Astor was seen on the starboard wing bridge. But his whereabouts after that are unknown. His body was later recovered by the steamer Mackay-Bennett on April 22 not far from the sinking. Reports persist that his body was recovered in a mangled state, but all who examined his body maintained that it was in perfect condition with no bruising.

NO. 124 - MALE - ESTIMATED AGE 50 - LIGHT HAIR & MOUSTACHE.

CLOTHING - Blue serge suit; blue handkerchief with "A.V."; belt with gold buckle; brown boots with red rubber soles; brown flannel shirt; "J.J.A." on back of collar.

EFFECTS - Gold watch; cuff links, gold with diamond; diamond ring with three stones; £225 in English notes; $2440 in notes; £5 in gold; 7s. in silver; 5 ten franc pieces; gold pencil; pocketbook.

FIRST CLASS. NAME- J.J. ASTOR

Madeleine, her nurse and her maid survived while Astor's valet died.

It was reported by a young immigrant survivor (Louis Garrett) that as the last lifeboat was being loaded, a middle-aged gentleman was with his very young, pregnant wife. He helped her into the lifeboat, then looked back to the deck and saw others wanting to get aboard. He kissed his wife goodbye, and, returning to the deck, grabbed the first person in his path. Fortunately, the young boy Louis Garrett(12 years old at the time) was there in the right place at the right time and was put into the lifeboat. Many newspaper stories were written that told how John Jacob Astor gave up his life for a young immigrant whose name was Louis. The Astor family records indicate that, according to Mrs. Astor, Mr. Astor had words with a crewman who tried to prevent him from helping his wife into the lifeboat. He did so anyway. And, he kissed his wife and, returning to the deck, began helping others into the lifeboat.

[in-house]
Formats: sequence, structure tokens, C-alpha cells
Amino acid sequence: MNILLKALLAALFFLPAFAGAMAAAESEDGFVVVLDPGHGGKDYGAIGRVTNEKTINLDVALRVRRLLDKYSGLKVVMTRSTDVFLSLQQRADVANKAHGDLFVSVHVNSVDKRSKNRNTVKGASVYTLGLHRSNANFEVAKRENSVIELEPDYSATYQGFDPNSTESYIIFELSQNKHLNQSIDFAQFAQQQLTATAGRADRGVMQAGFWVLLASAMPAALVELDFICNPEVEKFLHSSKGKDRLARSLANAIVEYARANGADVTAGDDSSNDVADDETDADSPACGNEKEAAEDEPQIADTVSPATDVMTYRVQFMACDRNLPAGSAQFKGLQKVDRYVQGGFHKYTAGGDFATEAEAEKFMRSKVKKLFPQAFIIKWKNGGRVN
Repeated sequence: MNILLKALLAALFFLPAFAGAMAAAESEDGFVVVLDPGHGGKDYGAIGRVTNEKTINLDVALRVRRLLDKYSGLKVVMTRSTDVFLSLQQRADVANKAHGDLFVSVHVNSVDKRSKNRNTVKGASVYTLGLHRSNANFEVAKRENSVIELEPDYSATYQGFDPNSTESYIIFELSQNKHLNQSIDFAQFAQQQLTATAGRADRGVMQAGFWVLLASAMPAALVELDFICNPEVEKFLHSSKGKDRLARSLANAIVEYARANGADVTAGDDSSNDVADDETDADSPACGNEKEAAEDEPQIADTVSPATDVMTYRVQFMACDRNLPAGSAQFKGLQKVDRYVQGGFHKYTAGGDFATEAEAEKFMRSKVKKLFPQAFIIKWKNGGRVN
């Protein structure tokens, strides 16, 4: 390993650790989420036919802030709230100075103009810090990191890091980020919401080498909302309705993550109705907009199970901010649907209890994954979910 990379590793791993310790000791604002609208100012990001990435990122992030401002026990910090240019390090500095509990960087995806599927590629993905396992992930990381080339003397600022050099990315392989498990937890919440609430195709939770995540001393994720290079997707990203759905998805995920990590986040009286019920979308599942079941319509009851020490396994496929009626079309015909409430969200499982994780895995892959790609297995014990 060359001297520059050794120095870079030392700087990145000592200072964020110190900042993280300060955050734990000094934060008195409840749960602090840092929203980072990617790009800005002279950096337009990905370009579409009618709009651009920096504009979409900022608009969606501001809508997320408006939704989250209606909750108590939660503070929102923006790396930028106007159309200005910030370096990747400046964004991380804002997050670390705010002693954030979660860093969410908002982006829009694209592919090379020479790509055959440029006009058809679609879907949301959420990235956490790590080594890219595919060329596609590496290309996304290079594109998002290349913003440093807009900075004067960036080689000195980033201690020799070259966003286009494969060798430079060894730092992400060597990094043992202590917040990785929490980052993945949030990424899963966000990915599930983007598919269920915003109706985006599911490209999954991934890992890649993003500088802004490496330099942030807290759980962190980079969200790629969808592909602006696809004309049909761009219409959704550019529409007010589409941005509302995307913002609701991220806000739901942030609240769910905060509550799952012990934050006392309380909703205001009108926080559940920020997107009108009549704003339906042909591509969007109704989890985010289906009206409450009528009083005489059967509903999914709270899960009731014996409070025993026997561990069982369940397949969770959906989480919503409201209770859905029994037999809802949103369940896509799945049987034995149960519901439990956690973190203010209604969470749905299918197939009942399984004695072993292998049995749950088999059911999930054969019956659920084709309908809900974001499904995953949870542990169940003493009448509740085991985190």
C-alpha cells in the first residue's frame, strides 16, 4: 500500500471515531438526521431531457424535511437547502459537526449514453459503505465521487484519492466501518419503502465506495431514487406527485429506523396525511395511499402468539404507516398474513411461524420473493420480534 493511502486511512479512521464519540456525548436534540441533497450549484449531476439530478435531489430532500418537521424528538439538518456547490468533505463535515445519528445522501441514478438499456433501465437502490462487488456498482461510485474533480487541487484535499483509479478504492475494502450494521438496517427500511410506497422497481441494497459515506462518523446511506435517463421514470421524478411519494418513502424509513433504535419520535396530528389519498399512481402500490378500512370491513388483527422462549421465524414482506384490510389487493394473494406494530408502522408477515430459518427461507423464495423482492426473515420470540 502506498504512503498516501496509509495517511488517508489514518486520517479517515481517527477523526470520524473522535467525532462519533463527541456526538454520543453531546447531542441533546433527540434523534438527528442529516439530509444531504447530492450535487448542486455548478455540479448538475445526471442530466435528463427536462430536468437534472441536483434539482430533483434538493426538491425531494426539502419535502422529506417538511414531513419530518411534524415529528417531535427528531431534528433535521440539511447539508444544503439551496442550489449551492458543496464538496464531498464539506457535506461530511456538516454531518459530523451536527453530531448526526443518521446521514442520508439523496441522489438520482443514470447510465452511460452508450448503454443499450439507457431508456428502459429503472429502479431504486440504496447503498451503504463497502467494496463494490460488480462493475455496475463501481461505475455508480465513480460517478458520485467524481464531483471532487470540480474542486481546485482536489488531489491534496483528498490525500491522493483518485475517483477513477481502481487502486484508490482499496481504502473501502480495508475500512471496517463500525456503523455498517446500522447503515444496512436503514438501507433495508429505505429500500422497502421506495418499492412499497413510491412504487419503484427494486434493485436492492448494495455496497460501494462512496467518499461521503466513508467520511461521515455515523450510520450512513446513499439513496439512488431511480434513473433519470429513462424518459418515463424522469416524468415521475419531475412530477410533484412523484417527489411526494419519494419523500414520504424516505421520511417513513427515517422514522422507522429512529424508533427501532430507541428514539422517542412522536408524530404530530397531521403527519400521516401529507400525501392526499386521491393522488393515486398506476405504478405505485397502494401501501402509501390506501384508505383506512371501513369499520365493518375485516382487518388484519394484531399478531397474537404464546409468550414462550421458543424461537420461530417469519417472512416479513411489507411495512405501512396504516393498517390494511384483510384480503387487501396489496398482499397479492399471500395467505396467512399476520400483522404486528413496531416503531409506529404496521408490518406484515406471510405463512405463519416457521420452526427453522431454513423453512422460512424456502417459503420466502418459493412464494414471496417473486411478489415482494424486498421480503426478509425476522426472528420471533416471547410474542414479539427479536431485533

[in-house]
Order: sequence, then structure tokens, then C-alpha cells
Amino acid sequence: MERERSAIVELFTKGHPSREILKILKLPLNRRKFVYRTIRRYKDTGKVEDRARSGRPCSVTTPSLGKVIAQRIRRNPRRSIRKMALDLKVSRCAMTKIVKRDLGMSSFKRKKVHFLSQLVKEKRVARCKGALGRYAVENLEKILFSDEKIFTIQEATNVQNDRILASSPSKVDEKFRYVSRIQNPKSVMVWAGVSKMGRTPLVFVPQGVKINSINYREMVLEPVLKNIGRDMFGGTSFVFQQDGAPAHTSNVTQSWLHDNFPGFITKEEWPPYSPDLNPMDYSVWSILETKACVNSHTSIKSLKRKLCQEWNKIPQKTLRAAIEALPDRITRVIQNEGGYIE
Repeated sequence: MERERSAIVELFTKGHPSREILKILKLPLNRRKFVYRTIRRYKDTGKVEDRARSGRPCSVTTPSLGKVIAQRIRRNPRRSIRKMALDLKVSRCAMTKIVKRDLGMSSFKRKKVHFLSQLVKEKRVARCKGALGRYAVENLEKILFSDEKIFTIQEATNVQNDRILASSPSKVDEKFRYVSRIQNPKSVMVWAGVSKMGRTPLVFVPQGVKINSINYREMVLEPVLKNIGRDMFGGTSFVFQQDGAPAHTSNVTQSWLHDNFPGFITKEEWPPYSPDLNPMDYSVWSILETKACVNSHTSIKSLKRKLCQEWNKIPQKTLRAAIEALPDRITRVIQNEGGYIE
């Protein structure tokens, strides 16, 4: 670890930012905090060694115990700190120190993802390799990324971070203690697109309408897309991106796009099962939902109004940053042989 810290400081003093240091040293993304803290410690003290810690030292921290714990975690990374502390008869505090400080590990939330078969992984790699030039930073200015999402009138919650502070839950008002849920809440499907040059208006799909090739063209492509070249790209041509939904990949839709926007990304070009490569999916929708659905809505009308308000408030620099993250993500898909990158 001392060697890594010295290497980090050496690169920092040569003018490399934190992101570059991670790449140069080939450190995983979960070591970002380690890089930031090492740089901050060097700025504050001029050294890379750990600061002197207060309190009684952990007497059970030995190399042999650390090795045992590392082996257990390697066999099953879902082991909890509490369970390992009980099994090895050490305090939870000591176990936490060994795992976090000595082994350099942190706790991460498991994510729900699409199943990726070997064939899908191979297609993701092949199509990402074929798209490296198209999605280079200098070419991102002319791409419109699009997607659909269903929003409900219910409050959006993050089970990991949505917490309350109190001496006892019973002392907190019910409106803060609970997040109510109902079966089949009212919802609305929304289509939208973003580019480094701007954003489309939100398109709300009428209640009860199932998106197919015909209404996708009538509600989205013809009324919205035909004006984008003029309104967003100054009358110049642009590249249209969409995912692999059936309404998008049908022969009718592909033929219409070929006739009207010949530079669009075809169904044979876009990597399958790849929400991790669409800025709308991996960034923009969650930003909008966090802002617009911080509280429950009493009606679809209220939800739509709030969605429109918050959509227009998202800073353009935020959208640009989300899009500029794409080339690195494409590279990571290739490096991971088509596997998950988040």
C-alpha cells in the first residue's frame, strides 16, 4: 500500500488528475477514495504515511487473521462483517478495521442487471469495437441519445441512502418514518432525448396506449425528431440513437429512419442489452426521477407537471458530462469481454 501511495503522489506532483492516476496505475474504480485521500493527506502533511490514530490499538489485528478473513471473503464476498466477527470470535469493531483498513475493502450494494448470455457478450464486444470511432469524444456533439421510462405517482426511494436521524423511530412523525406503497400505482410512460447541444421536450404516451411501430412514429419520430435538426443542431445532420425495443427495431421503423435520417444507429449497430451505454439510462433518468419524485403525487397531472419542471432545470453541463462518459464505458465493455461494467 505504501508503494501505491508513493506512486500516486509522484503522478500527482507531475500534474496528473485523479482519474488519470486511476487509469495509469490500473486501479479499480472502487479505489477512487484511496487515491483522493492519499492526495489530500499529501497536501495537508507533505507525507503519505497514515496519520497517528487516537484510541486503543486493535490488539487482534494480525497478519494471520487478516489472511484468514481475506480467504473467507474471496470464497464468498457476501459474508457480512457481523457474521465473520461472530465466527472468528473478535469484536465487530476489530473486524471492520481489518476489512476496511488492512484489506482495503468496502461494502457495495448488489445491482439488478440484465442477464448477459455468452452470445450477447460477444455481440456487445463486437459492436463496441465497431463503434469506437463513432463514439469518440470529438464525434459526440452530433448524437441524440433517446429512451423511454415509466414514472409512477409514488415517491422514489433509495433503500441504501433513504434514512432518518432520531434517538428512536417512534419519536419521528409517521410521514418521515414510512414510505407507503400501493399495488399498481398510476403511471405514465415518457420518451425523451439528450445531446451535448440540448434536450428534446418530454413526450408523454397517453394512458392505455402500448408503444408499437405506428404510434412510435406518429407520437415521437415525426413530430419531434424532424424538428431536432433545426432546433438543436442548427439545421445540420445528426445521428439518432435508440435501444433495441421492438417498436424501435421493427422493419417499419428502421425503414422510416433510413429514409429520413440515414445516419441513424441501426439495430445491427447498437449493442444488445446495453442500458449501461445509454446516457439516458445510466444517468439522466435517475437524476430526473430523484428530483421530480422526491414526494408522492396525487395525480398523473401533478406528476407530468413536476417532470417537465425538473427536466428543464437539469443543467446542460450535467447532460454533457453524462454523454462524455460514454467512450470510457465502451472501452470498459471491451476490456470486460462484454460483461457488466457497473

Astor was identified by the initials sewn on the label of his jacket. Among the items found on him was a gold pocket watch which his son, Vincent, claimed and wore the rest of his life. Astor was buried in Trinity Church Cemetery in New York City. On August 14, 1912, Madeleine Astor gave birth to his second son, John Jacob Astor VI.

John Jacob Astor's prominence led to the creation of many exaggerated and unsubstantiated accounts about his actions during the sinking of the Titanic. One story alleges that he opened Titanic's kennel and released the dogs; in another, he placed a woman's hat on a boy to make sure the child was able to get into a lifeboat. Another legend claims that after the ship hit the iceberg, he quipped, "I asked for ice, but this is ridiculous." These stories appeared in newspapers, magazines, and even books about the sinking. In reality, none of the claims about Astor's actions were substantiated, as nobody who recognized him survived other than the women who boarded lifeboats relatively early on. Wade wrote that the ice joke is almost certainly apocryphal, as Astor was not known for making jokes, and that the story about the hat (like many other 'survivor stories' published shortly after the sinking) may have been invented by the reporter from whole cloth.